Reviews ...

Polymnia's stirring Mozart concert

... celebrating the 250th anniversary of Mozart's birth

by Jackie Wattenberg

The Polymnia Choral Society took on a program of serious Mozart on Sunday afternoon, and came off with it handsomely. Not an empty seat was available in our First Congregational Church for the chorus with a marvelous small orchestra and stunning soloists.

Musicians of the world are celebrating the 250th anniversary of Mozart's birth, so our resident choral group, under Michelle Graveline, chose a small Regina Coeli as a starter, then the grand Grand Mass in C. Minor. This mass is vicious with florid runs that never cease and were magnificently executed by soprano Denise Konicek and mezzo-soprano Pamela Dellal. Ms. Dellal's voice has a pearly opulence that is compelling in legato and in those dangerous runs. When she rises into the peak of her coloratura, Ms. Konicek reveals a sound of crystalline purity and exquisiteness--a tone whose remarkable quality I have never before encountered. Both of these singers took a few minutes for their voices to warm up, then they were superb!

The opening work was sung at full-force, full-volume, and the chorus resounded with energy and exciting power. Soloists here also included two impressive sopranos, Susan Stetson and mezzo Eileen Christianson, along with fine tenor Bob Eggers, and Philip Kukura, whose bass-baritone has a distinctive and appealing quality.

Ms. Graveline was apparently determined to make this concert notable--she conducted a small 13-member orchestra along with her chorus, adding a richness that these works deserve. Although the acoustics in this rather small, squarish church are known to be imperfect, the instruments came forth beautifully, carrying well, neither lost nor too intense; a rich accompaniment for the religious passages.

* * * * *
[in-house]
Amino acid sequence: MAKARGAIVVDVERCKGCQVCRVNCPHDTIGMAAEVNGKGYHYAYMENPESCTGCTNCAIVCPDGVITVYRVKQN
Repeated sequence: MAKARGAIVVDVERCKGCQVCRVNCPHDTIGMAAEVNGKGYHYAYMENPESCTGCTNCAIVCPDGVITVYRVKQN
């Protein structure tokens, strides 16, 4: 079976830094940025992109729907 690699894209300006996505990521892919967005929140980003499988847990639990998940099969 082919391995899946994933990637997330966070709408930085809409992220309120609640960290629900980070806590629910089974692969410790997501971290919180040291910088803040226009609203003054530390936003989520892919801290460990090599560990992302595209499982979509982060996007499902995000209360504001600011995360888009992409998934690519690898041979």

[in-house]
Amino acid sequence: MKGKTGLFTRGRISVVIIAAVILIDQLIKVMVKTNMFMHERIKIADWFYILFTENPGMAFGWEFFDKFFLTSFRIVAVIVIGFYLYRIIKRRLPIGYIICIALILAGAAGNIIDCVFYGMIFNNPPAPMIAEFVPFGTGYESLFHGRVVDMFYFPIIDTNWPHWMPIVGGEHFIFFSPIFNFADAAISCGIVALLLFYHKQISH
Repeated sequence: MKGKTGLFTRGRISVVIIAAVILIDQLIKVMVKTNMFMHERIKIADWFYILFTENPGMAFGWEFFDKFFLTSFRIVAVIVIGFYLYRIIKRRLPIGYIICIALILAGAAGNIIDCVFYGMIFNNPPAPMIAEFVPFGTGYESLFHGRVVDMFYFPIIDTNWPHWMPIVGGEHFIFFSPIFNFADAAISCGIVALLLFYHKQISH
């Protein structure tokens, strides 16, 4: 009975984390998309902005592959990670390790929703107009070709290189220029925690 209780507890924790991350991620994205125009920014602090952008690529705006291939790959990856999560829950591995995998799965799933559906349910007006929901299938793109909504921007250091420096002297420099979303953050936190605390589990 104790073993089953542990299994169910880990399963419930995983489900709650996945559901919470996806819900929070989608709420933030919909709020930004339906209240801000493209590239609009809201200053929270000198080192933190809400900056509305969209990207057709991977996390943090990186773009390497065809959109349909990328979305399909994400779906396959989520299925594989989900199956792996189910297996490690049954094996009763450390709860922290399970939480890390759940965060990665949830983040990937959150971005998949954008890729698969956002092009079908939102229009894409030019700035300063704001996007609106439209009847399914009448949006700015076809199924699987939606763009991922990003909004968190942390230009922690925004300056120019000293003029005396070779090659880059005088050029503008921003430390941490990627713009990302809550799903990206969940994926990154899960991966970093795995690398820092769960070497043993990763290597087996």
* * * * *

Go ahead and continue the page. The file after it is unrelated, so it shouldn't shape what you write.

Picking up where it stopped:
Mozart's great Requiem is to me the most moving of his works--or perhaps by any composer--but this mass is colorful and varied in its sections, while remaining solemn in its respect for the religious text. Ms. Graveline had firm control of her performers, keeping certain sections firm-paced, with the singers responding to her intent. Much of the work was with full volume, so the Qui Tolis section's soft-toned response was affecting. The dazzling Laudamus Te, a challenge for any soprano, was inserted in the mass and remarkably dashed off by Ms. Konicek.

Sitting about halfway in the church's space from the chorus, I found the sound was a little blasting, so I moved to the rear of the chamber--not a chance to try other corners since the large crowd left only a chair at the rear. Here the sound had only the wall behind me to reach, no chance for flowing freely, so the sound was very sharp especially when the chorus was at its most fortissimo, which was through most of the mass. With the added color of the orchestra, it's too bad this fine performance didn't have the finer acoustics of St. Mary's Church. First Congregrational has a unique and welcoming form, suitable for church services and meetings. But the full-throttled sounds Polymnia can issue deserve more expansive space to transport their fullest tones. The conductor had obviously worked successfully to gain effective cutoffs and attacks throughout the program, and the audience rose quickly for a standing ovation for the conductor and all the performers--vocal and instrumental. The chorus sounded as good as I've ever heard it, though when the men entered on the Ah sound, as in the Sanctus, their tone was tinged with a nasal quality instead of with a more open O sound to keep the tone pure.

The listed tenor and bass had little to worry about; Allen Combs demonstrated his, firm, warm tenor in a trio with the soprano and mezzo-soprano, and in the final quarter in the Benedictus Osanna. But this final quartet was our only chance to hear the dark, robust and effortless bass voice of Donald Wilkinson. Apparently Mozart never quite completed this work, where the tenor and bass would have figured in more.

This elaborate and exciting performance by Polymnia is surely something for us in Melrose to be cheering about. In a time of war-making and national cutbacks, having our own choral society and our own symphony are very special gifts in spring or any season.

This article is reprinted, with permission from the Melrose Free Press - March 23, 2006.

April 7, 2006

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